25 Sep Instagram Reels Are Now 30 Seconds Long
Welcome back to another week of social media updates in Spark Growth’s Spark Social Report! This week, Facebook Groups have a new set of restrictions, Instagram Reels are now longer, LinkedIn has redesigned its desktop website interface. Keep reading to see what’s new with your favorite apps!
Facebook is playing an active role in educating eligible voters to participate in the upcoming U.S. 2020 presidential elections. To encourage voters to seek information about the elections, the company has launched a new campaign called “More Questions, More Answers” for its Voting Information Center. Facebook has been sending pop-up messages to users in the U.S. with links redirecting them to their state’s official website so that they can register online. The company also initiated a challenge called the #PledgeToVoteChallenge motivating people to share their voting stories and tag their friends to join in. This new update is now available for U.S. citizens in English and 11 other languages to help users register and vote in their native language.
Also, Facebook is planning to initiate a campaign called Vote-A-Thon 2020 that will be broadcasted on the app. The goal of this initiative is to highlight human interest stories across the country and honor the unsung heroes of the election process who played a vital role in empowering people to cast their votes.
Facebook launched a new interface called “Business Suite” to help small businesses manage their social media operations all on the same platform. They can create and schedule posts, track their post performance, get industry updates, keep tabs on their engagement rate, and more. To learn how to access Business Suite, click here.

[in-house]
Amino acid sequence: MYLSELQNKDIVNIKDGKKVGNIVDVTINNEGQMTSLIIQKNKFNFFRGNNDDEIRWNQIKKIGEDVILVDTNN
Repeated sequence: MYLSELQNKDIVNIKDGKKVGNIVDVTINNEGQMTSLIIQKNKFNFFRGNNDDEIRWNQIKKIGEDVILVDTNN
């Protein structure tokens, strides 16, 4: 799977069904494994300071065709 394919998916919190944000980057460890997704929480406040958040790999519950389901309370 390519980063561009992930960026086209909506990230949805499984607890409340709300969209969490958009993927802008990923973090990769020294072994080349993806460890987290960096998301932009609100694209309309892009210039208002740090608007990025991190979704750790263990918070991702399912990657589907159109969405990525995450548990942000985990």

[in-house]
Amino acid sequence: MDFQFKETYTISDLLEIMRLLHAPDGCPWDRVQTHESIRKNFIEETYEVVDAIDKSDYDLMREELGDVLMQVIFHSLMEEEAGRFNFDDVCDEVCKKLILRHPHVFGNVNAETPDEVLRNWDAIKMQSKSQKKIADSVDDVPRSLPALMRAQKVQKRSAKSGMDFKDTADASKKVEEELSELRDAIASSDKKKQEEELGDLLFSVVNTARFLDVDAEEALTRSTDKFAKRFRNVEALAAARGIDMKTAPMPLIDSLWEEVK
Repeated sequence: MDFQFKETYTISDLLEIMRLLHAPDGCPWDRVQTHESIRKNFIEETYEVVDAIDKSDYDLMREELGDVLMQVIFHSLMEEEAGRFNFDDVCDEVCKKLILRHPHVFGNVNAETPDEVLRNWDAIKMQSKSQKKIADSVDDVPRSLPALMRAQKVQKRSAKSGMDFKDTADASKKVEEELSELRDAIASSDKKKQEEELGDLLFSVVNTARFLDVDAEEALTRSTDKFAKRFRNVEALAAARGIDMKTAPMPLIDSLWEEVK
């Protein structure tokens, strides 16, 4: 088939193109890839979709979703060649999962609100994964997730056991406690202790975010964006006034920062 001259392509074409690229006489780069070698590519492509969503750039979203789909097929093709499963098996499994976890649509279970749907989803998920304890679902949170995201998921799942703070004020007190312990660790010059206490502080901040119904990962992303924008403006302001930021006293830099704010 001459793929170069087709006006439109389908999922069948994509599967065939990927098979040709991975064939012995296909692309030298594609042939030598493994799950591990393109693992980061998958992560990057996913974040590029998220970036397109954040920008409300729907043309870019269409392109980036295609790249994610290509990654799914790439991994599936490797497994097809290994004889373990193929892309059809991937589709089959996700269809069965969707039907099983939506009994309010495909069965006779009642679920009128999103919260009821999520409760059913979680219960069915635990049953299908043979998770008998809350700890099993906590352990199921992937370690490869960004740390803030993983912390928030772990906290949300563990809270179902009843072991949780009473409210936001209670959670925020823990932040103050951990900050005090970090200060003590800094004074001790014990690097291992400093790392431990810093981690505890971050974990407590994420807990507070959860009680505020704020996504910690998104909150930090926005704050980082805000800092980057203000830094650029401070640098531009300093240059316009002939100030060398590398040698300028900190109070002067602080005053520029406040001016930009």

In this next update, Facebook announced it’s making changes for Facebook Groups that will result in a safer space for users. Previously, Facebook would take down a group if its content advocated hate speech or went against its policies. With the implementation of new penalties and restrictions, the company plans to block admins from creating a new group if they’ve been taken down once. Groups that are related to militia and anarchist organizations have been removed. Some of the other changes in the latest update include removing health groups from popping up in recommendations and adding labels that read “reviewed by fact-checkers” to content being shared among people.
Next, Facebook introduced “Rights Manager for Images,” a tool that will identify image copyright infringement across its Facebook and Instagram apps. This will be a part of the Creator Studio. This upgrade to the existing Rights Manager tool will safeguard photographers’ and content creators’ intellectual property from being misused or used without permission. The tool with either block or take down the image that is being used without crediting the source.
Facebook’s next update is sure to be good news for advertisers. It is planning to remove restrictions on ads that feature text on more than 20% of the image. Marketers are still expected to abide by Facebook’s advertisement policies, and the company has reiterated that images with less text perform better.
BIG news for Facebook advertisers:
Facebook is killing its '<20% text in image' rule for ads
Source: Facebook pic.twitter.com/nP18BSLP7L
— Matt Navarra (@MattNavarra) September 22, 2020
Lastly, this next Facebook update is a game-changer (at least for this app)! Users can now see a hashtag list while creating a post. As seen in the tweet below, the list shows additional context behind certain hashtags or how many posts have used the hashtag.
New! Facebook shows hashtag usage metrics in-line as you type when you create a new post pic.twitter.com/3bEonhXjBQ
— Matt Navarra (@MattNavarra) September 21, 2020